lichess.org

Rating Hyperinflation

Lots of highly active bullet + blitz players in the 2200-2700 range have noticed sudden 100-200 point spikes in rating since around August.

Many of us have discussed it and concluded that (a) rating increases far exceed any potential skill increase, this is particularly observable in 6+ month previously inactive players who've experienced a several hundred point jump when they resumed play (2) more points seem to be coming into the system (3) a gradual increase still seems to be occurring rather than stabilizing (at least, not yet).

Almost every player in this range is showing the same phenomena.

From the analysis I've done:

(1) Ratings equivalent to percentiles (e.g. rating that = 99th percentile) have been steadily increasing over the past 6 months.

(2) The degree of this is extremely unlikely to be explained by an increase in lower rated players coming into the pool

(3) It is probably not statistically explained by the change to the minimum rating floor.

(4) Recently, we have also observed several times in matches of 20-50 games between players of near equivalent ratings (with relatively low rds close to 50) having a near equal score will result in a net increase in points. Both players will gain rating after the match. E.g. started at 2600 each, played 50 bullet games with an equal score, then both end up at approx 2606. In the github issue @IsaVulpes posted below, he references several examples of this.

We suspect that changes to rd decay earlier in the year unbalanced the glicko2 system and may have caused points to be generated out of thin air, or at least a trend towards a much higher stabilization point.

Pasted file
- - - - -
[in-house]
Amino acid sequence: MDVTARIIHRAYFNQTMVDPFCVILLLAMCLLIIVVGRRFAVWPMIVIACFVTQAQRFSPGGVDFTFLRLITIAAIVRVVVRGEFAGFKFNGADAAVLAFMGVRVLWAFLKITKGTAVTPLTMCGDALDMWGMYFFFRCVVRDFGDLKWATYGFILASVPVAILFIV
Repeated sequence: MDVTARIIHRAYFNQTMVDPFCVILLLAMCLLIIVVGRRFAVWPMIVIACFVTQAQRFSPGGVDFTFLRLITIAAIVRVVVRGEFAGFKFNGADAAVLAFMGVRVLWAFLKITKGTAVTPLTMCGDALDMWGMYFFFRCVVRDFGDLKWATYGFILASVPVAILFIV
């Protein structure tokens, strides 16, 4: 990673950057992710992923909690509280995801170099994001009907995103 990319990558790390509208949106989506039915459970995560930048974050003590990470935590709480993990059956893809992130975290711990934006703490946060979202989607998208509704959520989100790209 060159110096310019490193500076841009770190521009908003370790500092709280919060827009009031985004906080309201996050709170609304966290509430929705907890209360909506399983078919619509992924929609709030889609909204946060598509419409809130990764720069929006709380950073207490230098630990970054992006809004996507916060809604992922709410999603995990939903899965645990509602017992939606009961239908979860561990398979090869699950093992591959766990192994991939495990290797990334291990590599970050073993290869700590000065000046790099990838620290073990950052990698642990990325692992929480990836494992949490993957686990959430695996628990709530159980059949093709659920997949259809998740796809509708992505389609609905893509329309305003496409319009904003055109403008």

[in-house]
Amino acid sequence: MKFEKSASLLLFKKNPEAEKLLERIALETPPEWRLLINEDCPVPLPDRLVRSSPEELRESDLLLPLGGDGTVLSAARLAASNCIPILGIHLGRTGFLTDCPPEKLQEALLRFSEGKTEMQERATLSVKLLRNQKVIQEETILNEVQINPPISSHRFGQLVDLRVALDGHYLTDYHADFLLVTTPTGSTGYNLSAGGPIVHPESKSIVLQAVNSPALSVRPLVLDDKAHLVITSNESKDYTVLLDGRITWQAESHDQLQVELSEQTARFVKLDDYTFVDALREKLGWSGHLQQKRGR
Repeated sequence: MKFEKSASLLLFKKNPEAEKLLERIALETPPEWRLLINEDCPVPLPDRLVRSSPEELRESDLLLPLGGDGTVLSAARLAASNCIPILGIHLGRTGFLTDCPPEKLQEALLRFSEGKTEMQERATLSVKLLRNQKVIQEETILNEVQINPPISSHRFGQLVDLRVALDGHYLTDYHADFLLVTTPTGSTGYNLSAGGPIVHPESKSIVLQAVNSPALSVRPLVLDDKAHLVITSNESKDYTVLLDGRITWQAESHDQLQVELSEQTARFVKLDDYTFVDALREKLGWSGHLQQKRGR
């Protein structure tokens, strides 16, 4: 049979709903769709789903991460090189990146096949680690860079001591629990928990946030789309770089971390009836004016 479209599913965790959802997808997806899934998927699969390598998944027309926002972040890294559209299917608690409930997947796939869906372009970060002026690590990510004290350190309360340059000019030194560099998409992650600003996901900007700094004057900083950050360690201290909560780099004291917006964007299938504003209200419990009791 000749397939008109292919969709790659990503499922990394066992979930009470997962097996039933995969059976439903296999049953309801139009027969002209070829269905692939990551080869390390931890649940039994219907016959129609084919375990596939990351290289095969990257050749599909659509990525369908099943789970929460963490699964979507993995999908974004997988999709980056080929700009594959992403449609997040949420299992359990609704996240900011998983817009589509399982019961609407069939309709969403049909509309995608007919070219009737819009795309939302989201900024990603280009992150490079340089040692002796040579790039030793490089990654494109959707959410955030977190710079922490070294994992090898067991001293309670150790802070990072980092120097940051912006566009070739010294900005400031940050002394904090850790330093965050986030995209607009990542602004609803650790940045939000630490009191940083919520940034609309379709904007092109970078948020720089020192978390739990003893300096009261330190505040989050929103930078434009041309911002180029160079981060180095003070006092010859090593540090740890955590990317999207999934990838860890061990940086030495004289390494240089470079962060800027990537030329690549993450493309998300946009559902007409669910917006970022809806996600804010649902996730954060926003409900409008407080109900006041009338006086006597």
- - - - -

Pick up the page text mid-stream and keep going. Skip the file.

Perhaps someone with a background in statistics could comment on how these changes might affect the system?

I don't have the programming expertise to do it personally, but think it would be a good idea to do deeper data analysis to assess the degree of these changes and if it will stabilize. Then, maybe look at reverting any tweaks to the system.

Otherwise everyone may end up 3000+ rated. Which honestly does sound like an attractive prospect, but there's also the inevitable heartbreak when you realize all your friends are now 3000 rated too.

Kind regards,
Burrower

One has to look at the whole population. Is it shifting to higher values? Or is it more wide-spread? Or multiple modes?

I would be careful with the term "inflation" and "hyper" seems exaggerated. Or do you mean "hyperrating inflation"? :D

@Sarg0n Thibault literally confirmed that inflation is happening (and also stated that it is there on purpose), as I had written in my post already.

Not sure what you are now talking about in regards to "look at whole population" and "be careful with the term inflation"..